Wednesday, January 14, 2009

Piracy: Inside a pirate network

Satellite image from UNOSAT of a suspected hijacked tanker at anchor off the Somali coast at Garacad, near Eyl, Puntland, September 2008

Hassan* and Mohamed* were fishermen in Bossaso, in the self-declared autonomous region of Puntland, northeastern Somalia, but turned to piracy out of desperation and lack of alternative livelihoods.

However, in August 2008, coastguards from the self-declared republic of Somaliland arrested them after they strayed into the region's waters. In September, they were each sentenced to 15 years in prison for their role in the piracy that has intensified off Somalia's waters in recent years.

Hassan and several others jailed on piracy charges spoke to IRIN between August and December from two prisons in Somaliland.

Hassan said: "I participated in two missions which we planned in Bossaso; the first in February [2008]. As part of a group of eight, we went to Ras Azayr area in Puntland in search of some foreign vessels. We did not find anything. We thought that since there were no foreign vessels operating in Puntland waters, we could go to Somaliland.

"I met up with a group of five men in Berbera and we agreed to operate in Somaliland waters. Unfortunately, Somaliland coastal guards captured us before we could do anything. I was later charged with organising piracy activities in Somaliland.

"I agreed to engage in piracy because we wanted to get back at the illegal foreign vessels that were fishing in our waters, denying us a livelihood. We targeted foreign cargo vessels for that reason."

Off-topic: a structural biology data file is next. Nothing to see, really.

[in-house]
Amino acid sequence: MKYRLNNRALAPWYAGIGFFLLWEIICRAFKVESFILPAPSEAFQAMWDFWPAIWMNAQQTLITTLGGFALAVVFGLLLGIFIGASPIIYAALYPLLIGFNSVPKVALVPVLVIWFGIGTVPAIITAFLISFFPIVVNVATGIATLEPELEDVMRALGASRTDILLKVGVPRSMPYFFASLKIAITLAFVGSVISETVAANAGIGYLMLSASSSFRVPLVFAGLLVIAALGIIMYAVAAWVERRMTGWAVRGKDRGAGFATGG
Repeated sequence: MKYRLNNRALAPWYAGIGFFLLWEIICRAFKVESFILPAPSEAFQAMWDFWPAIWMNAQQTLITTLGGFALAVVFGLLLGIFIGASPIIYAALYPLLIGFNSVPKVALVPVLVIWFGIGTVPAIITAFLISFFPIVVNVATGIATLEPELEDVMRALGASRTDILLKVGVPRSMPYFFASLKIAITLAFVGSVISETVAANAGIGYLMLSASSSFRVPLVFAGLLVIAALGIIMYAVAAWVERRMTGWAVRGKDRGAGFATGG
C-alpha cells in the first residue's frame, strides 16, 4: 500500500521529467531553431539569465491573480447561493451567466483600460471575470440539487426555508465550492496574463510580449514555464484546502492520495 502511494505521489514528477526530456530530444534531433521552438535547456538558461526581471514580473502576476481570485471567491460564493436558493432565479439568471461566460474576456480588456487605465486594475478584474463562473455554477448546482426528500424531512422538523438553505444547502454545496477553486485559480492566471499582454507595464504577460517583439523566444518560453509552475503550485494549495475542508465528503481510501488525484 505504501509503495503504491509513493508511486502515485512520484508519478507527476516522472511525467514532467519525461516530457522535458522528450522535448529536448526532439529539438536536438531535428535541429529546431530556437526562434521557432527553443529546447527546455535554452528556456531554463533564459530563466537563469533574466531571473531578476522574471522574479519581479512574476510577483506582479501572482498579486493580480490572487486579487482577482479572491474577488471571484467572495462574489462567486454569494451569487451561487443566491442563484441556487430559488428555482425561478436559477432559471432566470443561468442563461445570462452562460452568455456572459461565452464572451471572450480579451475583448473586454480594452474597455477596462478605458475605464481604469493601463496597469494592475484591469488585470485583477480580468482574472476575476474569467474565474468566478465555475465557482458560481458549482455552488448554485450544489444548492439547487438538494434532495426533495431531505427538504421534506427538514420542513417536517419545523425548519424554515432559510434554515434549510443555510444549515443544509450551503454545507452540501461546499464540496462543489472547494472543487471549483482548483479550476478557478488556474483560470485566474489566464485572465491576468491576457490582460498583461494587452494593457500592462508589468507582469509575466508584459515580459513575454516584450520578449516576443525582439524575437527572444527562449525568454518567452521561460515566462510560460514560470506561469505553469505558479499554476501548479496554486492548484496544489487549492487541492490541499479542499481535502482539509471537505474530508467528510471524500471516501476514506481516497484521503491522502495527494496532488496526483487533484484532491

Explaining how a pirate network works, Mohamed, who was sentenced in December, said: "I was captured in [Somaliland's] His District alongside four other men captured by coastguards on 13 December. I was sentenced to 20 years in prison.

"I, as do most pirates, consider myself as having been performing the duties of a coastguard. We usually work in groups of seven to 10 people. Often, our missions are financed by individuals and businessmen who collect half of the ransoms paid.

"Many people who opt to become pirates do so because authorities such as those in Puntland contribute to the degrading of the sea's environment by licensing foreign ships which use illegal fishing methods.”

Omar*, another of the jailed pirates, added: "Piracy has become booming business in Puntland territories; we receive the fuel and logistics from local business people. For example, when a kidnapped vessel pays ransom, 50 percent of it is taken by the people who invested their money; the pirates only get 50 percent."

In turn, the business people also give a certain percentage of the ransom to the influential people in the host area of operations, Omar said.

However, he was quick to point out that pirates did not attack any ship coming to Bossaso.

"No one will attack any ship toward Bossaso because the local people who support the pirates will not agree to the hosting of those kidnapped in their area, so the ships coming to Bossaso are safe from piracy."

The pirates consider the ransom they get to be retribution for the ships that fish illegally off Somali waters.

"The ransom they pay is somehow a punishment for their illegal activity in the Somali water, especially in the era without government," one of the pirates said.

*Not their real names

Disclaimer:This material comes to you via IRIN, the humanitarian news and analysis service of the UN Office for the Coordination of Humanitarian Affairs. The opinions expressed do not necessarily reflect those of the United Nations or its Member States.
Published by Mike Hitchen, Mike Hitchen Consulting
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